Newspaper Page Text
The Richmond Palladium, Sunday, August 5, 1906.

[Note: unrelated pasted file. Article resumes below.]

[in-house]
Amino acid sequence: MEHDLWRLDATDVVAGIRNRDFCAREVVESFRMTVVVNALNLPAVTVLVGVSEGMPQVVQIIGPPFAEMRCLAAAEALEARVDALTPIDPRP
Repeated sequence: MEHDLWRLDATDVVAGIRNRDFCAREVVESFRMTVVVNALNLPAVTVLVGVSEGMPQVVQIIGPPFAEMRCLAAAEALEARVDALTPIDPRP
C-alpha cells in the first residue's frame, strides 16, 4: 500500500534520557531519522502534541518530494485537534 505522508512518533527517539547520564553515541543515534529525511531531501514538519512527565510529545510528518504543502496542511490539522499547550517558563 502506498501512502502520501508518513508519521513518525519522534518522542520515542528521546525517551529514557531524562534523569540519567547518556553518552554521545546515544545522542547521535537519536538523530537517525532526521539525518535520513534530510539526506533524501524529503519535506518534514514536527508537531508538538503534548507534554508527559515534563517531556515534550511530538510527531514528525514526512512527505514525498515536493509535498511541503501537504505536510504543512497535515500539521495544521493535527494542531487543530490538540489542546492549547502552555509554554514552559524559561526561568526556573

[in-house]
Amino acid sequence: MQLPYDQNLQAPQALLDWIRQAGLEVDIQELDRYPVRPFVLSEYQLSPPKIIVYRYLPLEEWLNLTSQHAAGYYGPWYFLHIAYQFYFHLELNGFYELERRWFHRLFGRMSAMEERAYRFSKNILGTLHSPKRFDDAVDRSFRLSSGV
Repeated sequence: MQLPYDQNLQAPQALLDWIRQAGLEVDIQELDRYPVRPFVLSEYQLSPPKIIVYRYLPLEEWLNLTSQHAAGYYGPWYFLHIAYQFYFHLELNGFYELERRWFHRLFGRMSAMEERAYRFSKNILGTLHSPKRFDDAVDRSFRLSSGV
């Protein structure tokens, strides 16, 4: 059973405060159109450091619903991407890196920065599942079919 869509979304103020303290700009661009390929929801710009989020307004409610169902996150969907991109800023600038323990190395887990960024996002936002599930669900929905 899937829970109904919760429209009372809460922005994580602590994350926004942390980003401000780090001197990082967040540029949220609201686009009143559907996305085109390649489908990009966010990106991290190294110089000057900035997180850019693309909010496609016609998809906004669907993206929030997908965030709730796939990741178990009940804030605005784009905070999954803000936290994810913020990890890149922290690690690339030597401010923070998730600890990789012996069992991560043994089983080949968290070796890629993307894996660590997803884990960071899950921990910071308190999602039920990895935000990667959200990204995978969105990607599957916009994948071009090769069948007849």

Page Eleven. WORLD'S RECORD WHS SHATTERED CONFESSES BIG THEFT LEGAL RESIDENCE Df SIMON A. HOLT GOT AWAY WITH $125,000 C. S. Hixon of Union Trust Company I " Ray Ewry Knocks Props From Under the Standing Broad Jump. Pittsburg. Telis How he Located ' Question Whether He Can be the Institution Trust Company Is Placed in Eastern Insane Hospital. A Live Newspopeir IHAT sued a Statement of Case. in toe' House The Only Safe Kind to Slave HAVE YOU EVER PAUSED TO THINK of the influence of a newspaper In your home? 7! is a daily companion for better, for worse. It not only colors your own thoughts, . but helps to form the characters of your children and to shape their lives for good or ill. The only kind of newspaper that is safe to have in the house h o ie that has character one that you can trust as a fam'!- iriend one thatyour daughter may read as freely as your son. IHE RICHMOND PALLADIUM publishes that kind of a paper every week day. It has been the constant aim of the present management to make the PALLADIUM the best and -newsiest paper in Richmond; to make it a paper worthy its long and glor ious past. THE BEST NEWSPAPER costs no more money than a poor cne, while the sensational, sneering or untruthful paper costs more in evil effects than any man or woman can afford to risk. THE PALLADIUM tells the news of the whole world in a spirit of good will, good humor, independence and justice. It " truth smiling. lhat is why it has become the greatest family paper in Way; unty. 1 A SUPERB NEWS SERVICE, ; THE RICHMOND PALLADIUM'S NEWS SERVICE employs the largest number of re porters in Richmond, and the largest number of correspondents scattered over Wayne county. To its Own corps of keen-eyed news gatherers is added the vast r .1 news service of the Publishers Press Association,' covering every part of the inhab Ited world. Why not get the benefii of this trained army of experts; yourself by reading the daily PALLADIUM? j FOR THE PUBLIC I GOOD. THE EDITORIAL COLUMNS OF THE PALLADIUM arejshaped by one -controRifig idea the public good. This paper is Republican in politics, standing for what is best in its party regardless of any special cliques, or factions. It is for such men as Presi dent Roosevelt and Senator Beveridge, and against such betrayers: of a people's irust as Senator Aldrich or Senator Depew. - - BEST PAPER FOR BUSINESS MEN.. THE FINANCIAL AND COMMERCIAL DEPARTMENTS of the PALLADIUM are so compre hensive and trustworthy that hundreds of farmers and business men prefer thi paper to all others on this account. The market reports are more complete and authoritive than any other in Richmond or vicinity. THE DEPARTMENT OF SPORTS is a good test of the tone of a paper. The PALLA DIUM prints all the sporting news worth reading, but bars out objectionable matter and gives preference to wholesale amateur and college sports in the season. THE DRAMATIC AND MUSICAL COLUMNS are written ' asoned crities who know how to make their writings newsy as well as authci alive. The result is that their critiques are not only sound, but also interesting. FOR WOMEN AS WELL , AS MEN, WOMEN PREFER THE PALLADIUM because it contains more things of real interest to them than any other paper. Its suggestions for the household andboudoir, its so ciety columns, its religious news, its fashions, receipts and menusthese are some of the attractions for feminine readers. The whole paper is written for women as well as for men. Try it and see. THE CARTOONS AND ILLUSTRATIONS always have been - '.v.vh order, helping to make each page attractive to the eye. The PALLADIUM vv: .'ie first paper in Richmond to install a daily cartoon service, and one which cou'c' be appreciated by men and women alike. THE PALLADIUM HAS A LARGE CIRCULATION among the intelligent people of Richmond and the surrounding country. It goes into more than 2,100 homes every week day, and this number is constantly increasing. WHY? Because it is a .t, clean, live newspaper of character and purpose. Because it wears well . a friend in the home. Right now is the best time to make it a regular morning visitor at your door if it isn't such already. Read The Richmond Palladium For All The News of The Day. 2 "TO" HE CLEARED 11 1-2 FEET GREAT ATHLETIC CARNIVAL IN NEW YORK THE SCENE OF MANY GOOD EVENTS YESTER DAY AFTERNOON. Publishers' l'ross New York, At is 4. Ray C. Ewry. the world's champion standing junip er, broke the world's record in the standing broad jump here in the great athletic carnival for the benefit of the non-sectarian San Francisco Orphan Asylum Fund this afternoon. The old mark was 11 feet 47s inches, and Kwry jumped 11 feet 6 inches. Secretary James E. Sullivan, of the amateur athletic union was present when the new record was made and immediately asked the manager to see if the record would stand. He found that all conditions had been fulfilled and said the record was good. Other Records of Day. Martin J. Sheridan, the world's champion discus thrower, also tried to lower the record in his event, but only succeeded in hurling the circlet 132 feet C inches. This was enough for him to take first place from scratch, as none of the other compet itors, with their handicap, could equal the mark. The summaries: 100 Yard Dash, Handicap Won by James J. Archer, Irish American Ath letic Club (S yards); 11. Wohlgemuth, Pastime Athletic Club, (S yards) sec ond; W'lliam Slade, Pastime Athletic Club (7Vj yards) third. Time 10 1-5 seconds. Standing Broad Jump (handicap) Won by Ray C. Ewry, New York A. C. (scratch) with an actual jump of 11 feet 6 inches; Louis Mans, Mo Vawk 11. c, C5 inches) with 10 feet, 9 inches; Bcllville Tompkins, Franklin A. C. (S inches) third, with 10 feet, 3 inches. 00 Yards Run, handicap Won by L. Katzenstein, Mohawk . A. C, (20 yards;) C. Leahy, Irish American A. V,., (3S yards) second; L. R. Muller, Mohawk, A. C, (46 yards) third. Time 1 :a! 4 "). One Mile Relay, Y. M. C. A. Won by West Side Y. M. C. A., first team; Brooklyn Central Y. M. C. A. second I team; West Side Y. M. C. A. second iteam third. Time -3:4S 1-5. Throwing the discuss, handicap Won by Martin J. Sh "idan, Irish (Publishers' Pross Pittsburg, Pa.. Aug. 4 C. S. Hix on, a bookkeeper for the I'nion Trust Company, is a prisoner iu the Alle- gheny county jail, bavins confessed to having stolen $ ! 2 .", mi. He char i ges that C. B. Wray, a teller, was an accomplice to the theft and that they divided the money equally. 11. C. Me Eldowney, president of the I'nion Trust Company, made the following statement today: "On Wednesday August 1, while a bookkeeper, C. S. Hixon, was on his vacation, a discrepancy was found in his books in the I'nion Trust com pany. Hixon was immediately arrest ed and has made a complete confes sion. "In his copy ssion he stated that acting jointly with C. B. Wray, a tel ler, they had stolen $125. 0uO, dividing the money equally, Wray taking the money off the counter while Hixon falsified the books. The monev was all lost in speculation. Our auditors have verified the confession of Hixon to a cent. Hixon is now lodged iu the Al legheny countp jail, and the I'nion Trust company will do all that is nec essary to arrest C. B. Wray, who has escaped, and see that he is punished to the full extent of the law. "The I'nion Trust Company on Fri day, August charged to profit and loss account $125,000, the full amount of its loss." ACTION OF COMMISSION American A. C. (scratch) with an ac tual throw of K!2 feet, 6 inches; H. F. (leermer. Anchor A. C, (25 feet) sec ond, with 102 feet 5'2 inches; M. Frank Harr, Irish American A. C, (1G feet) third, with 10!) feet Va inch. MANY PEOPLE WANT AID MRS. SAGE IS BESIEGED Simply Deluged With Letters From Every Part of the United States and Europe. Publishers' Tress New York, Aug. 4. Mrs. Russell Sage has been overwhelmed with beg ging letters from all over the United States and from foreign countries. Some of them show by their post marks they were mailed as soon as the news of Mr. Sage's death was made public. Mrs. Sage today, at her home at Lawrence, L. I., authorized the state ment that she will pay no attention to begping letters. She does not read them, beyond such perusal as is nec essary to establish their character. None of them will be answered, and it will lie useless to irclose stamps. More than 7i0 letters asking Mrs. Satre for aid reached her at her Law rence cottage this week, and several hundred more were addressed to the Russell Sage office. The clerks at the o.Tice threw these letters into the waste basket. Mrs. Sage never sees them. 3IPLAN BIG BRYAN BOOM fPubllshors' Press New York .Aug. 4. Norman E. Mack, the New York member of the Democratic National Committee, has announced that he will bring the name of W. J. Bryan before the New j York Democratic State convention in ! a resolution endorsing him as the i Democratic candidate for president in ilOOS, and there is much spoliation among politicians as to what attitude i the supporters of W. R. Hearst will jtake on the resolution. It is under stood that the resolution to be pro posed by Mr. Mack will be similar in tenor to those which have been adopt ed by democratic conventions in many Western states. Mrs. Bartel to Sing. This morning at First Presbyterian church, Mrs. Fred Bartel will be the soloist. Calvin Clark Dead. Calvin Clark, at one time a resi dent of Fountain City and who was well known to many Richmond pe pi?, died last Monday at Ciuirrvvale, OPENS THE WAR ON GRAIN TRUST John Hill, Jr., Begins Tirade Against Public Ware house Owners. TRADE IS BEING RUINED Interstate Commerce Commission Will Meet in Chicago Next Month and Hill Will Have His Say. (Publishers' Press Chicago, Aug. 4. John Hill. Jr., has reopened his war on the owners of public warehouses in Chicago with the declaration that the grain trade of the country is in the clutches of a ' trust," Mr. Hill says that ho now has in his possession evidence that will show the existence of an illegal combination among the warehouse men and that he intends to fight the "trust" to its death. The Interstate commerce commis sion will meet here next month and Mr. Hill says he expects to see an in vestigation of the so-called elevator trusts started at that time. Meantime he is pressing his charge before the States Attorney He.il y, intending to show that the Armour Elevator Company is violating an in junction issued by the late .Iudse Tuley eight years ago prohibiting the owners of public elevators from stor ing grain belonging to themselves in their own houses. A shary decline in prices of oats last month, in consequence of which some of the smaller shippers and dealers lost large sums of money is said to have been directly due to the alleged evil practices of some of the laree elevator concerns, which man ipulated receipts and the inspection in such a way as to give the impres sion that the market was threatened with a flood of new oats when such was not the case. HE WON BRIDE BY MAIL Texas Minister Marries Indiana Young Woman he Never Saw Until Wedding Day. Wabash. Ind., Aug. 4 .(Spl.) The Rev. William Smith, pastor of Xenia church, Brownwood, Texas, was mar ried here yesterday to Miss Joseph ine Breen of Liberty township, whom he had never seen until he came here to make her his bride. The couple had corresponded several months. After the ceremony they left for Brownwood. Delightful Party. Miss Anna Wigmore delightfully entertained Friday evening in honor of her sister, Mrs. R. Witte of Snring field, O., and Miss Mae Kuhn. of Ham ilton, O. Games and music were the main features of the evening. At a late hour, supper was served on the lawn which was beautifully decorated with Japanese lanterns. Those who enjoyed Miss Wigmore's hospitality were the Misses Jessie Synder. Min ni Rhodes. Mary Mayer, Elsie Stan ley, Ella Martin. Mae Kuhn, Lizzie and Anna Wigmore. Mrs. P. Witte and Elaia Thomas . Masters Elmer Weisbrod, Forest Shook. Leslie John son, John Lontz. William Hamilton, Everett Lichtenfels, Harry E. Sloan and Roy Reynolds. FORMER RICHMOND MINISTER IS DECLARED INSANE APPLICA TION MADE TO EASTHAVEN FOR ADMISSION. Simon A. Holt, former minister of the gospel, whose queer actions and apparent disregard for all decency, caused his arrest a few days aso. will likely bo an inmate of the Eastern Hospital for the Insane, though there has arisen some question as to wheth er Holt can legally be accepted by Dr. S. E. Smith because of his non residence in Richmond or any other part of this hospital district. Though it is asserted that Holt "claims" Richmond as his home, this must be established, it is asserted, in some legal manner. However, it was apparent to the authorities that Holt was not a proper person to be given liberty and he himself had admitted to Judge Converse that there were times when the state tf his mind was such that he was not accountable for his actions. Yesterday a commission of lunacy acted on the case and de clared the former minister to be a fit subject for treatment in an insane hospital. The commission was com posed of Drs. C. S. Bond. F. II. Dun ham and A. L. Bramkamp and Justice Abbott. Evidence Was Complete. Evidence brought before the rora misslon was similar to that presented to Judge Converse in the city court a few weeks ago. Application for Holt's admission to Easthaven has formally been made by County Clerk Haas and Richmond is given as the man's residence. In the meantime, Holt will be held in jail. Should it be held that he cannot be admitted to the Eastern Indiana Hospital it is not plain what disposition can be made of the man. It is believed that Holt has been something of a wanderer for several years past and therefore it might bo legally claimed that Rich mond was his residence In the ab sence of evidence to show that he had any other residence. THE CASE WAS CONTINUED The injunction proceedings brought by the Eaton Telephone Company against the Richmond Home Tele phone Company to prevent the. latter from severing relations with the plain tiff, was called in the Wayne Circuit Court yesterday ami continued until August 14. The trouble between the companies is likely to be amicably set tled In the meantime and the proceed ings dropped. RESTRAINING ORDER OUT Judp;e Fox has issued a temporary restraining order against Bonilee Kel ly, to prevnt her from making dispo sition of any property transferred to her by her husband, John Kelly. The latter brought suit to have her title in the property revoked by the court. On August 15 the case will be called. MUCH PRESSURE BROUGHT It Is said that the friends of Prof. R. L. Sackett are bringing much pres sure to bear to have him named as a member of the Board of Public Works His fitness for the place Is being en phacised. Many Calls for Tents. The Chautauqua management is still filling the calls for tents which are being made dally by prospective campers. Though more tents have al ready been rented than last year, the management has plenty to supply all needs. The Chautauqua "white city" promises to be very popular this year. Reunion Held Yesterday. The annual reunion of the pupils of the Pennville school was held yester day In Swallow's Grove, Jackson town ship. A' large number of Richmond people ' went over on the trolley. Judge Abbott was the principal speak er. A picnic dinner was a feature of the day. Will Hold Memorial. At Fountain City this morning me morial services for Mrs. Gretta Retts, i will be held in the Friends' church and many of the prominent Quakers I from this section of the State will be j in attendance. Mrs. Retts, who died last Tuesday, was one of the best (known Friends' ministers in the Indi ana Yearly Meeting. SELLS VALUABLE REALTY According to the Columbus. Ohio, j State Journal, Col. John F. Miller, of ' Richmond, has sold property he own ed in Arlington, a suburb of Columbus to W. K. Lanman and S- P. Smith. The consideration is reported to have been $27,000. Meeting Postponed. The C. W. B. M. of the Christian church will postpone their regular meeting from August 7 to August 14 on which date it will be held at tie tome of.JIrs. R. E. Kir km am Economy Tent Meetings. The Rev. Fen wick Reed will open the tent meetings at Economy on the evening of August 1C. He will have the assistance of the Rev. Mr. Wal ters, pastor of the Economy Meth dist congregation-. -